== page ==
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A teenage girl who suffered respiratory distress syndrome as a result of her premature birth-which was caused by her mother’s involvement in a road traffic acciddent-has received €17,800 in compensation.

In April 1999, Martina Sheehan of Rathfarnham in Dublin was driving along the Templeroan Road in Rathfarnham, and was thirty-six weeks pregnant at the time. Martina was involved with a collision with a car driving in the opposite direction, driven by Elaine O’Connor.

Neither driver was injured in the accident, but the shock of the impact resulted in Martina going into labour several weeks early. After two days of labour, she gave birth to a daughter at the Coombe Hospital in Dublin.

Her daughter-Aoife-immediately suffered from respiratory distress syndrome, and needed to be transferred to the neo-natal intensive care unit. She was placed on a ventilator to assist her breathing, and given medication. Aoife remained critically ill for a further three weeks, and remained in the intensive care unit for that duration of time.

On behalf of her daughter (now fourteen years of age), Martina made a claim for foetal injuries in a car crash on the grounds that, had the accident not occurred, Martina would not have gone into premature labour and Aoife would not have been born so early. If Aoife was not born so early, she would not have suffered respiratory distress syndrome as she did.

Elaine O’Connor’s insurance company denied their policyholder’s liability for Aoife’s injuries. They claimed that there was no proof that the accident was responsible for the early onset of labour. They claimed that Aoife’s premature birth caused her breathing difficulties as pre-term babies were more predisposed to respiratory distress.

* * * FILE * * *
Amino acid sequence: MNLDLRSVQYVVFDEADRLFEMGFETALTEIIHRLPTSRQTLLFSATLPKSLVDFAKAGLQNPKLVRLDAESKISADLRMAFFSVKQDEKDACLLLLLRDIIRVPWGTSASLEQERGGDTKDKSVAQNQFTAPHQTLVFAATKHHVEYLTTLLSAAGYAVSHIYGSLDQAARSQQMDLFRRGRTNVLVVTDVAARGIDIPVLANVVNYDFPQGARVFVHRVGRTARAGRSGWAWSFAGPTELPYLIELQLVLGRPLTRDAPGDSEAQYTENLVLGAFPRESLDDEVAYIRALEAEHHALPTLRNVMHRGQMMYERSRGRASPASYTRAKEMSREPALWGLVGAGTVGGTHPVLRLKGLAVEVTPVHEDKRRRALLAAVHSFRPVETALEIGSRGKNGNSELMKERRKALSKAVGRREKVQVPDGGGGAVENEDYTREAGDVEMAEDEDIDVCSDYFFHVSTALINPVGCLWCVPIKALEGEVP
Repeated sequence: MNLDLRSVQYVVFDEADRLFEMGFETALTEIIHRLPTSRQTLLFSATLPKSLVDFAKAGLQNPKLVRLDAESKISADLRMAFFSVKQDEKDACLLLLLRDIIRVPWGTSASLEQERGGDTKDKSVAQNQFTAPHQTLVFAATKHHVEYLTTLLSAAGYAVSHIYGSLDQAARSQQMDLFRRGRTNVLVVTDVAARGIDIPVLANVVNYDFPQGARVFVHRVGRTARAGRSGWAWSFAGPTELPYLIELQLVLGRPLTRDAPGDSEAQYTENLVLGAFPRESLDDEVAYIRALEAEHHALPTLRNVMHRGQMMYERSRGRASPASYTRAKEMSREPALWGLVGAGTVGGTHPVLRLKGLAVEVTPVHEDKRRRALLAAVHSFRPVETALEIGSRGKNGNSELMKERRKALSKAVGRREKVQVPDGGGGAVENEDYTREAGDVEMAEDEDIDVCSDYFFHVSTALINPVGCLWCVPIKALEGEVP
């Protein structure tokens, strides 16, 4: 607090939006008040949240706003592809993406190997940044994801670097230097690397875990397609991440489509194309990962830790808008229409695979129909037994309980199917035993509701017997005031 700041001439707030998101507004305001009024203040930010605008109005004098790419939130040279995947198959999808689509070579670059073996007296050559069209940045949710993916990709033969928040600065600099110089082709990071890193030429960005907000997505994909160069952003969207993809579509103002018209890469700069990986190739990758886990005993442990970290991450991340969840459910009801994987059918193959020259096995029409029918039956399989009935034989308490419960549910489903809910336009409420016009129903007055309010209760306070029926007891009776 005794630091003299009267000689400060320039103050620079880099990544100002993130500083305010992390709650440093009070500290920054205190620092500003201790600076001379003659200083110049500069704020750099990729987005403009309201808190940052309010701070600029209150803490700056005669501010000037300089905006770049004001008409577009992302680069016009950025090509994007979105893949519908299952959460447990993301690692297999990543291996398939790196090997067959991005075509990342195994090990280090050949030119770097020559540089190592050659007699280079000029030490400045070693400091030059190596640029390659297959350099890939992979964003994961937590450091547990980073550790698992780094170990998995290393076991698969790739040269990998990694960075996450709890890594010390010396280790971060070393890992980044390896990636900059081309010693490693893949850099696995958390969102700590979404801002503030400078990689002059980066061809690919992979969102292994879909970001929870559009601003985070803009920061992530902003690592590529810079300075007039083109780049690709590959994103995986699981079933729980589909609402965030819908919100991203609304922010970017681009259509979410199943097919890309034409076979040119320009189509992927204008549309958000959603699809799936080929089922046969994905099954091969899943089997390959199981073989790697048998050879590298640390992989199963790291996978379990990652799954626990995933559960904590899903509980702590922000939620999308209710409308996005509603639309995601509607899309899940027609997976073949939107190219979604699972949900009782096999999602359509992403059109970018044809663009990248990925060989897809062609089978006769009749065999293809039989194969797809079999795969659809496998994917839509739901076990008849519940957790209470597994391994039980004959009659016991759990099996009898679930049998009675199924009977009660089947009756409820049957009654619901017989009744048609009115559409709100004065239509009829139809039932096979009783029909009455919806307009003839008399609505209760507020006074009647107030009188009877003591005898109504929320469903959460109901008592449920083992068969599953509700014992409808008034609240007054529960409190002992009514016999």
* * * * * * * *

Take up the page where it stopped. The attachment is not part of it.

However, Martina and Aoife’s legal team continued with the claim for foetal injuries in a car crash and, as Judge Matthew Deery heard at the Circuit Civil Court was told, a settlement was negotiated between the parties, and it was agreed that would see Aoife receive €17,800 in compensation for her pre-birth injuries.

The judge approved the settlement, stating that it was a good one in the circumstances, and ordered that Aoife´s compensation be paid into court funds, where it will remain until she reaches the age of eighteen.

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A report by the RCSI has revealed that cancers-particularly breast and colon-are more likely to be misdiagnosed by GPs than any other disease.

The Royal College of Surgeons in Ireland (RCSI) has released a report which indicates that the majority of malpractice claims made against GPs are due to missed or delayed diagnoses. The report was compiled by the Centre for Primary Care Research in Dublin, and was undertaken to identify the areas of primary care which should be focused on when planning future educational strategies and developing risk management systems for primary healthcare professionals.